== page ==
Education and EV Project Expansion FAQs
These questions are intended to help answer frequently asked questions regarding the EV Project expansion. Should you have any further questions, please email firstname.lastname@example.org. Thanks!
The EV Project expanded to include the metropolitan areas of Atlanta, Chicago, and Philadelphia. This amounts to 21 metropolitan areas in all that are contributing valuable data to the EV Project.
For a limited time, eligible residential EV Project participants received a free Blink Wall Mount charger and an installation credit up to $400. In order to be eligible to become an EV Project participant, an EV driver needed to meet the following requirements:
- Own or lease Nissan Leaf or Chevrolet Volt
- Live in a valid zip code that is participating in The EV Project
- Own their home and intend on residing there through the end of 2013
- Have a garage or carport that is or can be Wi-Fi enabled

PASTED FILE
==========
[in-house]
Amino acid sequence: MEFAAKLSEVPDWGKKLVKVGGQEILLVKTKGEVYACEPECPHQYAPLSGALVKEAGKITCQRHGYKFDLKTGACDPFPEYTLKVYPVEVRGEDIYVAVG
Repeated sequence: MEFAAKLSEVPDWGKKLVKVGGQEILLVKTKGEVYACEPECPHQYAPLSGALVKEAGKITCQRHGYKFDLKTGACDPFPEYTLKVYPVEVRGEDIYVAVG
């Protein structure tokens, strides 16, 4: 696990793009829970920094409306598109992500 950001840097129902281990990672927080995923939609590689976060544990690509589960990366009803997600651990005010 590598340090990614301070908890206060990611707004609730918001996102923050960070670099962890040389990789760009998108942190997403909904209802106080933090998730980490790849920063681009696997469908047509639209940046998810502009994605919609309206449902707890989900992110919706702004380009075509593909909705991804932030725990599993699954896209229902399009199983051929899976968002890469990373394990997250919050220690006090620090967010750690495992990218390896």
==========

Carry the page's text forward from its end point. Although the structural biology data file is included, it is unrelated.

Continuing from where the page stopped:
- Is willing to share their charging data through the end of the EV Project, scheduled for December 2013.
For a limited time, interested commercial host sites will receive free Blink Level 2 hardware as well as an installation credit up to $1000 in the new markets of Atlanta, Chicago, and Philadelphia. Commercial host sites may also receive a free Blink DC Fast charger as well as a subsidized installation cost. For more information on commercial host installations, please email email@example.com.
Commercial hosts will not only attract environmentally responsible customers to their place of business, but will distinguish themselves as trailblazers supporting the early EV adopters to reduce the country’s dependence on foreign oil.
Questions about electric vehicles, charging and the overall EV Project? You’re in the right place!
The term “EV” is used to denote all grid-connected electric vehicles, including plug-in hybrid (PHEV), range-extended (REEV) and battery electric vehicles (BEV).
A BEV, or battery electric vehicle, is a vehicle powered by an electric motor. BEVs run on batteries charged by electricity, similar to cell phones or digital cameras. Because BEVs run purely on electric charges, they emit no tailpipe emissions, making them a clean, environmentally friendly driving option. With The EV Project, consumers are able to charge their vehicles at home and on-the-go with our strategically placed charging stations. The Nissan LEAF is a BEV.
A PHEV, or plug-in hybrid electric vehicle, has both an electric battery and a gasoline engine. PHEVs run on an electric charge and convert to gasoline when the battery runs down.